Teenage drinking: tips for parents
Here are a few tips for parents concerned about their teens and/or their friends' drinking.
• Set rules. Decide on a policy that feels right to you and stick with it. Many experts suggest that zero tolerance is the only way.
“The research shows that when teens are raised with a strict ‘no drinking' policy, they are far less likely to drink — and if they do drink, they drink less,” says Dr Harris Stratyner, clinical associate professor of psychiatry at the Mount Sinai School of Medicine in New York City and vice chairman of the National Council on Alcoholism and Drug Dependence.
A minority of experts, however, say that parents should not demonise alcohol (forbidden fruit, etc) and suggest that it's OK to let your child have a drink with you occasionally.
A study published in the Journal of Adolescent Health, for instance, found that when children drank with their parents they were less likely to report binge drinking within the previous two weeks. Whatever you decide, make sure your teen understands that there will be consequences if they do not adhere to your rules.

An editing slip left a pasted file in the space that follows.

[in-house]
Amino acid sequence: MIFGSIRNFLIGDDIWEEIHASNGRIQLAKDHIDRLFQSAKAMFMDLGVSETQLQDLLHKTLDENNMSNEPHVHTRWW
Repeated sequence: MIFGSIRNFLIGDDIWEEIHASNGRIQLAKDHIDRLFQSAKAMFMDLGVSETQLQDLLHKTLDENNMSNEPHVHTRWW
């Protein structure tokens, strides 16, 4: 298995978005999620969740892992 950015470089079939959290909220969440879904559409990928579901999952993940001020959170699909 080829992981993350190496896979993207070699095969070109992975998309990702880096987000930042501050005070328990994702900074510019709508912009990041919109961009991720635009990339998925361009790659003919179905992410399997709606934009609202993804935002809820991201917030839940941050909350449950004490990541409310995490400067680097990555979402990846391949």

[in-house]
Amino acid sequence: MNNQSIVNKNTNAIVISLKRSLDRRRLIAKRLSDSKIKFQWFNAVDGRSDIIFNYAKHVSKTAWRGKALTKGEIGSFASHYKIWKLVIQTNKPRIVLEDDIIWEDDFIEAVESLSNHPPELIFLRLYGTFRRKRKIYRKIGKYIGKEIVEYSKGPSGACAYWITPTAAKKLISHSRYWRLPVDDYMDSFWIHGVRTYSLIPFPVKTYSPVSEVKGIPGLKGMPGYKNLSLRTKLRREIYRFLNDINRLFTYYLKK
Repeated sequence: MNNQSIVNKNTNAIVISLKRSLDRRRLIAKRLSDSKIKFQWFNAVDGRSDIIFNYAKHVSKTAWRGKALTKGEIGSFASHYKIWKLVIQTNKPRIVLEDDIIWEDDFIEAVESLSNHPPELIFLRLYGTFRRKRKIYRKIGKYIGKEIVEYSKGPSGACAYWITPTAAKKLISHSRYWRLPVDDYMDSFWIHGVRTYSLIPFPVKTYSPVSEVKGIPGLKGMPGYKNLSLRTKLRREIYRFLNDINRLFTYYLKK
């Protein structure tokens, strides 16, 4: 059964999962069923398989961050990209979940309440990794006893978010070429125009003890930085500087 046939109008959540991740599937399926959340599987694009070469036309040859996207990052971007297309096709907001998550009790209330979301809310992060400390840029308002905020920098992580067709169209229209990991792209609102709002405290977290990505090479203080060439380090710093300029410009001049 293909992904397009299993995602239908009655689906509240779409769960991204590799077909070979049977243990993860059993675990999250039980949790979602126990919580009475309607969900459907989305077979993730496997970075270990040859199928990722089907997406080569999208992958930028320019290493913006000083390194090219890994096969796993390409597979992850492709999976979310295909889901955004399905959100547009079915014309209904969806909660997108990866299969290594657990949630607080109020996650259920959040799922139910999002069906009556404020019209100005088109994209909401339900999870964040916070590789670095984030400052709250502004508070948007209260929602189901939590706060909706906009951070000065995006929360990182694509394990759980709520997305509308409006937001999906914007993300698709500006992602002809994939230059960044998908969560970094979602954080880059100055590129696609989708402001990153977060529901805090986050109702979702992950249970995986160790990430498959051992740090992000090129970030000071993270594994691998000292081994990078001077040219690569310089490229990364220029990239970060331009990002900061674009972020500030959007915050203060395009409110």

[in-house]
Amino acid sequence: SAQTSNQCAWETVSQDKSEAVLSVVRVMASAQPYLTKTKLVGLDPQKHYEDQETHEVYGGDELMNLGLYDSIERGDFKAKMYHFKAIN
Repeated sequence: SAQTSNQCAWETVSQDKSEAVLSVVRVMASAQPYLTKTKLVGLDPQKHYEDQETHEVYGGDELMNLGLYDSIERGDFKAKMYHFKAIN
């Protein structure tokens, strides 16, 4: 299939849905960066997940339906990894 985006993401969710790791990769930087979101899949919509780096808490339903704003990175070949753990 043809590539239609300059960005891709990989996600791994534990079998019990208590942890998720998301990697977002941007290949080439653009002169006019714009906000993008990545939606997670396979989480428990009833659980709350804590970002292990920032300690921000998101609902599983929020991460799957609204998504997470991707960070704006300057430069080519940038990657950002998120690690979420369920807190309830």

• Know that beer is not safer than, say, gin.
“Mom, it's just a beer!” Nice try kiddo, but the truth is that a 12-ounce can of beer, a 5-ounce glass of vino and 1.5 ounces of the hard stuff all have the exact same amount of alcohol and will have the exact same stupefying effects on your child's body.
• Don't be an enabler. You might be tempted to be the cool parent and supply your children with booze for their next party. Don't do it.
When parents provide alcohol for teen parties, the teens are more likely to binge drink and get into car accidents, according to research from the National Institute on Alcohol Abuse and Alcoholism.
Even if you have the good sense to never be a supplier, keep the liquor locked up when you are not at home.
Your teen might be totally trustworthy, but he or she may have a pal that is not.
• Act fast. If you suspect a problem, talk to your child about his habit. He may not be aware that frequent drinking can become (or has become) an addiction. Explain that his brain is still developing and that he could irreparably damage that vital organ if he drinks excessively.
• For more information, see Lesley Alderman, http://mom.me/parenting/168-7-things-to-know-about-teen-drinking/